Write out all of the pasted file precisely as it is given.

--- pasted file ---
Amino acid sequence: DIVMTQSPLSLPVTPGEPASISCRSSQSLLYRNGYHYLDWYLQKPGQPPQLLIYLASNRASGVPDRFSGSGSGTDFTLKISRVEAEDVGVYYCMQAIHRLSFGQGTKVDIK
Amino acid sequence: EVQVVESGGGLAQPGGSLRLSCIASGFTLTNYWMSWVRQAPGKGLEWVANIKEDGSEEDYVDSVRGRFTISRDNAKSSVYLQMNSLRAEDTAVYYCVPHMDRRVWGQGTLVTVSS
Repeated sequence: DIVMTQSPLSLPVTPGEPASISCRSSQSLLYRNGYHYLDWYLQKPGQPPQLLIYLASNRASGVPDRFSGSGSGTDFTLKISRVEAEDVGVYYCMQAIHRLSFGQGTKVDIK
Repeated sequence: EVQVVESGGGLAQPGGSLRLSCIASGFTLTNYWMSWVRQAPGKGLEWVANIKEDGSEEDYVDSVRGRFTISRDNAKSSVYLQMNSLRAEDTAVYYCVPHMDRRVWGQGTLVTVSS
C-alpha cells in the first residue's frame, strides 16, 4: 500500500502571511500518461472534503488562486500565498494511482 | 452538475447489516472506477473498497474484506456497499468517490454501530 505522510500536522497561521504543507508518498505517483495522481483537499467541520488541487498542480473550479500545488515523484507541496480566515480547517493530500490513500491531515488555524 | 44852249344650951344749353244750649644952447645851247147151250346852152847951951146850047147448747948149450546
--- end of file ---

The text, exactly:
Amino acid sequence: DIVMTQSPLSLPVTPGEPASISCRSSQSLLYRNGYHYLDWYLQKPGQPPQLLIYLASNRASGVPDRFSGSGSGTDFTLKISRVEAEDVGVYYCMQAIHRLSFGQGTKVDIK
Amino acid sequence: EVQVVESGGGLAQPGGSLRLSCIASGFTLTNYWMSWVRQAPGKGLEWVANIKEDGSEEDYVDSVRGRFTISRDNAKSSVYLQMNSLRAEDTAVYYCVPHMDRRVWGQGTLVTVSS
Repeated sequence: DIVMTQSPLSLPVTPGEPASISCRSSQSLLYRNGYHYLDWYLQKPGQPPQLLIYLASNRASGVPDRFSGSGSGTDFTLKISRVEAEDVGVYYCMQAIHRLSFGQGTKVDIK
Repeated sequence: EVQVVESGGGLAQPGGSLRLSCIASGFTLTNYWMSWVRQAPGKGLEWVANIKEDGSEEDYVDSVRGRFTISRDNAKSSVYLQMNSLRAEDTAVYYCVPHMDRRVWGQGTLVTVSS
C-alpha cells in the first residue's frame, strides 16, 4: 500500500502571511500518461472534503488562486500565498494511482 | 452538475447489516472506477473498497474484506456497499468517490454501530 505522510500536522497561521504543507508518498505517483495522481483537499467541520488541487498542480473550479500545488515523484507541496480566515480547517493530500490513500491531515488555524 | 44852249344650951344749353244750649644952447645851247147151250346852152847951951146850047147448747948149450546